With “Reds Hat,” Elsemere’s finest confidently slurs his raps perched atop Venus with a Bluegrass twang. The ladies come from the 513, but they are almost certainly ending the night in the 859. Maybe E will eventually sign to a major label and cut verses from North Hollywood studios, and maybe Elly De La Cruz will end up oversaturated in Yankee pinstripes. For now, let’s appreciate this as the stand-up triple that it is.
Memphis hearthrob and recent Quality Control signee Gloss Up used to rap battle the same dude from high school every day, while ripping open mics and recording freestyles over Meek Mill and Future beats. Feast in her well-earned reward: a sun-drenched mansion pool party with her Tennessee day 1s and the CPC (cheeks per capita) of a small nation-state. Ripping the minimalist beat by force of cornmeal, flower, sugar and salt, the mode of operations here is beautifully simple: “if we gon fight, hoe then we gon fight / Glo[rilla] will bless me with bail money so I might bust your shit.” Gloss Up is a commanding and dexterous rapper on recent joints like “Stamp Dat” and “BestFrenn,” but this is light work for her coronary summer without breaking much of a sweat. She swears that there are diamonds in her underwear, and we implore you to watch the whole video to find out.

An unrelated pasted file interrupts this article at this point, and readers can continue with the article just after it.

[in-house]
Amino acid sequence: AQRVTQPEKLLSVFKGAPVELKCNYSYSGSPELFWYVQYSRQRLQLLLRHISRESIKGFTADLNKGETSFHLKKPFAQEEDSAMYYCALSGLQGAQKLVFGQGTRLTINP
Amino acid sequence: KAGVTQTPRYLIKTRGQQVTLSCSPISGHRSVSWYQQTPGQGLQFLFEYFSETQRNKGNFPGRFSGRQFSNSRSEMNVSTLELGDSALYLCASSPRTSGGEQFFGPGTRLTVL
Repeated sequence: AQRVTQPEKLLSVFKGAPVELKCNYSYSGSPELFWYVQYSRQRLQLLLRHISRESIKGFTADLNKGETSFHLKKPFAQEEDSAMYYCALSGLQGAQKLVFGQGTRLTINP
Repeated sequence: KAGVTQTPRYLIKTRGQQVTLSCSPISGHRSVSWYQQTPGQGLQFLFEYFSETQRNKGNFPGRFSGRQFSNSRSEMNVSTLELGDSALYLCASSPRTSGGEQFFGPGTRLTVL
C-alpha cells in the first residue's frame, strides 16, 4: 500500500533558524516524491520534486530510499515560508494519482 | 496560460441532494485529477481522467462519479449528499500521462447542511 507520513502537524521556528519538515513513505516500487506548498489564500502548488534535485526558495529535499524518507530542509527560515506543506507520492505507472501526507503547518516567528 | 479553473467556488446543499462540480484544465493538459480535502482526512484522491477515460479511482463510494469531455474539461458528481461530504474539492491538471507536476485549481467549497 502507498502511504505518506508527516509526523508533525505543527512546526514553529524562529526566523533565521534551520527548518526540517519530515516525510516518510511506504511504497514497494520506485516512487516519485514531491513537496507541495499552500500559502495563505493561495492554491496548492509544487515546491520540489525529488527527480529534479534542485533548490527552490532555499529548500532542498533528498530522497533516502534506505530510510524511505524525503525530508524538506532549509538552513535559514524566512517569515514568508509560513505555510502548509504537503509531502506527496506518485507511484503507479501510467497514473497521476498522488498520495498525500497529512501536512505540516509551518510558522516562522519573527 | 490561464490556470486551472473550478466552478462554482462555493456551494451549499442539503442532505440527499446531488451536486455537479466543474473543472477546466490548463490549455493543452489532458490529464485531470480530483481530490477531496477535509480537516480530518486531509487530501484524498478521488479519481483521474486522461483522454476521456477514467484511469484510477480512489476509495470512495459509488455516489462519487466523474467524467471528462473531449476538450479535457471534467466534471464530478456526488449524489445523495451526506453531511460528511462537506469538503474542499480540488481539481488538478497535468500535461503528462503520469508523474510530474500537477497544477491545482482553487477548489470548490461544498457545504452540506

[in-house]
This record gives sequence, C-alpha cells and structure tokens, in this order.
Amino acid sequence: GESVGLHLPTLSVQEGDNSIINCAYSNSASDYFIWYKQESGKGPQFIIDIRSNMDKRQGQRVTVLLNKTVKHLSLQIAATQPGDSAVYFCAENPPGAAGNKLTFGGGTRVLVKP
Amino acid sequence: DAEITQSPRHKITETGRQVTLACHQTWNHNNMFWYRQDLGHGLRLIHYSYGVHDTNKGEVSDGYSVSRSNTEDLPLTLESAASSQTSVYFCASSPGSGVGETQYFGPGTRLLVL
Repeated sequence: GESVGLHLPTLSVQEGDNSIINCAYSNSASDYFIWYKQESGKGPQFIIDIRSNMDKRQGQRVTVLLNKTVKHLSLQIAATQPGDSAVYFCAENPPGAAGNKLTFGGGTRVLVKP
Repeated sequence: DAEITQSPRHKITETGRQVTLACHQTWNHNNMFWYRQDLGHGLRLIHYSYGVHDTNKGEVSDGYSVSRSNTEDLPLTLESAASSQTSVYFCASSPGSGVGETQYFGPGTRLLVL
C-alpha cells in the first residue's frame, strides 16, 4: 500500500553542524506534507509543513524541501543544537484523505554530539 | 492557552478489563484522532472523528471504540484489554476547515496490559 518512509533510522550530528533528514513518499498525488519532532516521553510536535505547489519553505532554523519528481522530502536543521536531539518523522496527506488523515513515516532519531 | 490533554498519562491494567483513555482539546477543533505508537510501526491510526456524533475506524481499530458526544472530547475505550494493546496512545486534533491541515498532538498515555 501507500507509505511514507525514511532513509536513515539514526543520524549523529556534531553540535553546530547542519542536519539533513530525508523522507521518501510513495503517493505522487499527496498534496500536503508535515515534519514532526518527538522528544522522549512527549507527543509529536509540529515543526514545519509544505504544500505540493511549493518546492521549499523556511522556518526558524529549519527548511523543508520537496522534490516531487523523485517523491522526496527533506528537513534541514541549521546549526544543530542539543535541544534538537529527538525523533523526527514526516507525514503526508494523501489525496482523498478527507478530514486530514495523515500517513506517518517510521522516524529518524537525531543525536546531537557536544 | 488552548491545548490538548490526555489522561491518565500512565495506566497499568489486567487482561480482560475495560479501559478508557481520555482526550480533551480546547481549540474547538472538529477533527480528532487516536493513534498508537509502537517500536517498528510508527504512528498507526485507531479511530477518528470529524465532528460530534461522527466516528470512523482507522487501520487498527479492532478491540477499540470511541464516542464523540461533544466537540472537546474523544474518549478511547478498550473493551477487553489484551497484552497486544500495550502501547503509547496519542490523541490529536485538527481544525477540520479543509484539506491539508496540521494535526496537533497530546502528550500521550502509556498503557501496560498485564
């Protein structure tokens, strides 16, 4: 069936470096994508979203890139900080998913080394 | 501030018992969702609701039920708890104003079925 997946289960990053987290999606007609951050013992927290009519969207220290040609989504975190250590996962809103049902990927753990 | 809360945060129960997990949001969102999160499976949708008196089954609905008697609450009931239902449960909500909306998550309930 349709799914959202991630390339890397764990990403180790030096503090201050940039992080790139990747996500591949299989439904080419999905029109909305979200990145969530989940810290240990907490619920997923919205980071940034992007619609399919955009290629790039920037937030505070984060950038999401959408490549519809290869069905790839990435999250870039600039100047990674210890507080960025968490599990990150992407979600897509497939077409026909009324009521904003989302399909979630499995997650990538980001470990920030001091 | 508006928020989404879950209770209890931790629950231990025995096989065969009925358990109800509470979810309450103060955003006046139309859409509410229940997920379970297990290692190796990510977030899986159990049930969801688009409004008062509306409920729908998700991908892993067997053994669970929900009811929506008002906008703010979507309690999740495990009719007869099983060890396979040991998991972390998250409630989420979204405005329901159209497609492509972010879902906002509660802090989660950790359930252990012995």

LeBron James and Calmatic contractually going through the motions to remake House Party in 2023? Not great. Lit Papi and Killa Twan touching up the iconic opening Luther Vandross jam? Yes, totally great. For these two Los Angeles emcees, ensuring a smooth summer function is less about beating the heat or the freeway traffic than it is about negotiating unarmed détente. Papi’s airy vocals sound like they were sourced directly from a West Side barbecue, while a turnt-up Killa Twan effortlessly slides past security. “Za za smoking, big bottle popping / Turning down is not an option,” the All Money In soldier finally sounds at ease, like he’s unloaded the weight of a thousand worlds that we’ll never occupy. And formerly recording as Show Luciano, Crenshaw’s Lit Papi has an approachable flow comfortably recognizable to anyone south of the 10. True to the beat flip, “Summertime n LA” is gorgeously straightforward, never too much. The party continues Sept. 2 at El Rey Theatre.